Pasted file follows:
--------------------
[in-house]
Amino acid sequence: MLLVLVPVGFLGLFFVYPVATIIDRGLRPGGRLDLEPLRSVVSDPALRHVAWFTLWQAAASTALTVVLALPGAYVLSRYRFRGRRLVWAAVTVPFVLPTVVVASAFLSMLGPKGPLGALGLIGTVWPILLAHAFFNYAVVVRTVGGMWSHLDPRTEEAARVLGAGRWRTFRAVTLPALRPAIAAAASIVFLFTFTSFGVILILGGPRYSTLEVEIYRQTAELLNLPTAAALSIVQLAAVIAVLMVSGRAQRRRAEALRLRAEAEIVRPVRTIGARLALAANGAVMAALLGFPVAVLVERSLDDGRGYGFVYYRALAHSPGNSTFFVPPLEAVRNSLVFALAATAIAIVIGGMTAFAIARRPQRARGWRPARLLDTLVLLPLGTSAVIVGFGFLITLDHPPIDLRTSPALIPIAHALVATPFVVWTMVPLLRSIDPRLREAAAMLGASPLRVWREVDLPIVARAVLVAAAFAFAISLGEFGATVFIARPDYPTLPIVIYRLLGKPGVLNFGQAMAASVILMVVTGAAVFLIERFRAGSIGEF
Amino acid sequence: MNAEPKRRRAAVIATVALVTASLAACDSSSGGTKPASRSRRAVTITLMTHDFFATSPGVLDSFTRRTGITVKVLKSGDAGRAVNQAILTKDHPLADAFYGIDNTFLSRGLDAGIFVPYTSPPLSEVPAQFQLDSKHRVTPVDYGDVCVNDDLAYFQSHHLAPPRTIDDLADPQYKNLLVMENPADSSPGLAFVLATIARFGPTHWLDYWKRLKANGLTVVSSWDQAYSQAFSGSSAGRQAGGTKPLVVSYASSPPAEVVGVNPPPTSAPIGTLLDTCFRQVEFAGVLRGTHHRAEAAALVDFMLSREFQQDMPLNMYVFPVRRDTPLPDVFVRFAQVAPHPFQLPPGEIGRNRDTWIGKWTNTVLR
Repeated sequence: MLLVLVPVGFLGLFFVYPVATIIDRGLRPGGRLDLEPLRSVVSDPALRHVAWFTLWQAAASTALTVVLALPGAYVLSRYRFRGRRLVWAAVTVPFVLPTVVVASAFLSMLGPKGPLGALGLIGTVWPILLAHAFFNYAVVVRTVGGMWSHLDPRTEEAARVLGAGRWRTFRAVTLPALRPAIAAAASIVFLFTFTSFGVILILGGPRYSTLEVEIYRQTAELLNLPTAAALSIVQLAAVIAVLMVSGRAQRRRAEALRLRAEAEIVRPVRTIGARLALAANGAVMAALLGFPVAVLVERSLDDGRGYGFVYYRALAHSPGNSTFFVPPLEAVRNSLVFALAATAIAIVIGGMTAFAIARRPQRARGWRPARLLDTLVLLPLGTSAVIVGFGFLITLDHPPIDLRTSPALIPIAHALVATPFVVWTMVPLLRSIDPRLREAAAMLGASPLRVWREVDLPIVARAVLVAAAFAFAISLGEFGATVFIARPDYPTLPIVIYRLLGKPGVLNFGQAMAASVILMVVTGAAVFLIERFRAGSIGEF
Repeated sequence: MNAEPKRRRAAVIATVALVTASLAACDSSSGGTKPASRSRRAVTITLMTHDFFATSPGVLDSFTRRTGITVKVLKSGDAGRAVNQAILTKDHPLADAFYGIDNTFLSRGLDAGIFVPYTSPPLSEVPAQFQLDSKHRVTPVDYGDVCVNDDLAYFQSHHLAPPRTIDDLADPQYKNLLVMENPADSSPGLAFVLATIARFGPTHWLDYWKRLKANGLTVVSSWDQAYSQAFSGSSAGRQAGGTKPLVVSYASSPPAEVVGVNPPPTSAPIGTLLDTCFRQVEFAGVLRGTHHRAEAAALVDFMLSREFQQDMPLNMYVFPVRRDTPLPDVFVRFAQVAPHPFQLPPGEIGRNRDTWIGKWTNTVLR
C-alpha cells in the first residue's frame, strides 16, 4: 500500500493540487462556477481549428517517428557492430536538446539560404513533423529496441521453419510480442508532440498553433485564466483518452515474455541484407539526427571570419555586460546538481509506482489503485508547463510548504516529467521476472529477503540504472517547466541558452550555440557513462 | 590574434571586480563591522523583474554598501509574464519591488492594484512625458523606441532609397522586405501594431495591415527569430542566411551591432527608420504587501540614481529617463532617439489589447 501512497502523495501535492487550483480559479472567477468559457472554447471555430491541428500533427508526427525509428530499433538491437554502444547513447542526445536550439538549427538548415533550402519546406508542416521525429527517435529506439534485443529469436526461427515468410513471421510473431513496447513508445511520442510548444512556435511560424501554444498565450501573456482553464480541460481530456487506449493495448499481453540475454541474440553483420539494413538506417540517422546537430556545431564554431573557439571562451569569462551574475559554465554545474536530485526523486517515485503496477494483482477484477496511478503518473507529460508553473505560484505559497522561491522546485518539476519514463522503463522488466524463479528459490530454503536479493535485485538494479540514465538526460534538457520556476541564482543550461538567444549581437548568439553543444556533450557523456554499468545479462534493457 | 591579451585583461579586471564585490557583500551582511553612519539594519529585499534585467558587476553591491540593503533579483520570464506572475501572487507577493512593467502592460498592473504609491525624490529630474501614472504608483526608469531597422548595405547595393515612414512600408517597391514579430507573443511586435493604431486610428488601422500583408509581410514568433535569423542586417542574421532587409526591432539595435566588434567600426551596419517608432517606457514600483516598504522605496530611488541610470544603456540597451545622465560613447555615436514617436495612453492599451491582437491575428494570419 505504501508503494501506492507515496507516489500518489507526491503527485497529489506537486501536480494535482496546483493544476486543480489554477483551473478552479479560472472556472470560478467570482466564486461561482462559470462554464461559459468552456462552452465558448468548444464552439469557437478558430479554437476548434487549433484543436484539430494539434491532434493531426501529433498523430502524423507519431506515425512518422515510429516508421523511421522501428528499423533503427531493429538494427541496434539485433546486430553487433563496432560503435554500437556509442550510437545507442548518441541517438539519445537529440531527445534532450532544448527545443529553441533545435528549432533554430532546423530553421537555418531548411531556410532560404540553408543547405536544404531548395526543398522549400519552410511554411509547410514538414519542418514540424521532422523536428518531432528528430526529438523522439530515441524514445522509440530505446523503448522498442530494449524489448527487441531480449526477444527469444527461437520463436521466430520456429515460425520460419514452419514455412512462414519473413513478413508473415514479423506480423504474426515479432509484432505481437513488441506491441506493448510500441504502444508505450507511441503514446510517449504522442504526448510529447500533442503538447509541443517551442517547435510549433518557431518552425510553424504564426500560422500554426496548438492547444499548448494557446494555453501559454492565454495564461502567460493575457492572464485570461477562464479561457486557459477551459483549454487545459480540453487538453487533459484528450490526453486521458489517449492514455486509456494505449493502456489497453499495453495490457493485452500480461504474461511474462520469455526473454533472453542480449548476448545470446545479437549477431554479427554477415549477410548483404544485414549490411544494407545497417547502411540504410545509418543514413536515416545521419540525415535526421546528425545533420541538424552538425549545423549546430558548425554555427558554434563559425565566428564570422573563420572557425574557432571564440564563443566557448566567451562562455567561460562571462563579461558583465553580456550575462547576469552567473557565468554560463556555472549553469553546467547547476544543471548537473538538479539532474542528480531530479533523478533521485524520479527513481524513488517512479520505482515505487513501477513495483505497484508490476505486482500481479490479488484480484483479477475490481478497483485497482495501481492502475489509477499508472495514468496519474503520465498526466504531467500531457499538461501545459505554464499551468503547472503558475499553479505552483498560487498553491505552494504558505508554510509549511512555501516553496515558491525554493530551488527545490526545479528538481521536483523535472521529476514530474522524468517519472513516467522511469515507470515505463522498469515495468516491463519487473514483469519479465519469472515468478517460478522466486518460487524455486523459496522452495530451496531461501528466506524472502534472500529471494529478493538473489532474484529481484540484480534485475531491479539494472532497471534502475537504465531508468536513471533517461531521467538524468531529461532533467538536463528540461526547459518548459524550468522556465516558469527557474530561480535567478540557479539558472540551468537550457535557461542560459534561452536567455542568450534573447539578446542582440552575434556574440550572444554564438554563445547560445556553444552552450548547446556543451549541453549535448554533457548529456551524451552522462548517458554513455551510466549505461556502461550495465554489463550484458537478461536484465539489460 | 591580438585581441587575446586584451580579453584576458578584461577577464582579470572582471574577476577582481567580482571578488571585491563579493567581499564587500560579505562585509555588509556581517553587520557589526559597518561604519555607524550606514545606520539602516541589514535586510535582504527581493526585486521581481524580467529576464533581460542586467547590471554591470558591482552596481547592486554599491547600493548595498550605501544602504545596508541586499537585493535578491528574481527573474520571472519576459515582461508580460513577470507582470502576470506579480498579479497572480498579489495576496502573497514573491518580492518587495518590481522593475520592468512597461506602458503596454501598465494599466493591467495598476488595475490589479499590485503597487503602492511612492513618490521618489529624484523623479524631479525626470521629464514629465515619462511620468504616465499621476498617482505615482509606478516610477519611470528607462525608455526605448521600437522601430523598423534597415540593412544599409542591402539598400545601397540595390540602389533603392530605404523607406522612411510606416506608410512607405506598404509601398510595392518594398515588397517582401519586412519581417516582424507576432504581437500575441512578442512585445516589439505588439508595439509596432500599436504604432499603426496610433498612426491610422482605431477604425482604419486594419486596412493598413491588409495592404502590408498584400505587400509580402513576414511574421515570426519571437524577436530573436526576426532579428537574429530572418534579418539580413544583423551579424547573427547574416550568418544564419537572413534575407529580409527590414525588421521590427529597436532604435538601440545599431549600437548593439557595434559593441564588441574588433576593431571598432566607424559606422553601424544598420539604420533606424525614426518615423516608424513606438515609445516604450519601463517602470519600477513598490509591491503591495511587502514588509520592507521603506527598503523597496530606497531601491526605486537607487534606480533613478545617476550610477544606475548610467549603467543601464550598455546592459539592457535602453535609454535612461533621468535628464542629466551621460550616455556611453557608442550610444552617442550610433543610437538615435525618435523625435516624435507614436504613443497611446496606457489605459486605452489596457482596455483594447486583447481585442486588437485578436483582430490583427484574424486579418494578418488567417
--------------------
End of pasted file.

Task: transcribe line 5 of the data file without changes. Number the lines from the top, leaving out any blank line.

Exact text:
Repeated sequence: MNAEPKRRRAAVIATVALVTASLAACDSSSGGTKPASRSRRAVTITLMTHDFFATSPGVLDSFTRRTGITVKVLKSGDAGRAVNQAILTKDHPLADAFYGIDNTFLSRGLDAGIFVPYTSPPLSEVPAQFQLDSKHRVTPVDYGDVCVNDDLAYFQSHHLAPPRTIDDLADPQYKNLLVMENPADSSPGLAFVLATIARFGPTHWLDYWKRLKANGLTVVSSWDQAYSQAFSGSSAGRQAGGTKPLVVSYASSPPAEVVGVNPPPTSAPIGTLLDTCFRQVEFAGVLRGTHHRAEAAALVDFMLSREFQQDMPLNMYVFPVRRDTPLPDVFVRFAQVAPHPFQLPPGEIGRNRDTWIGKWTNTVLR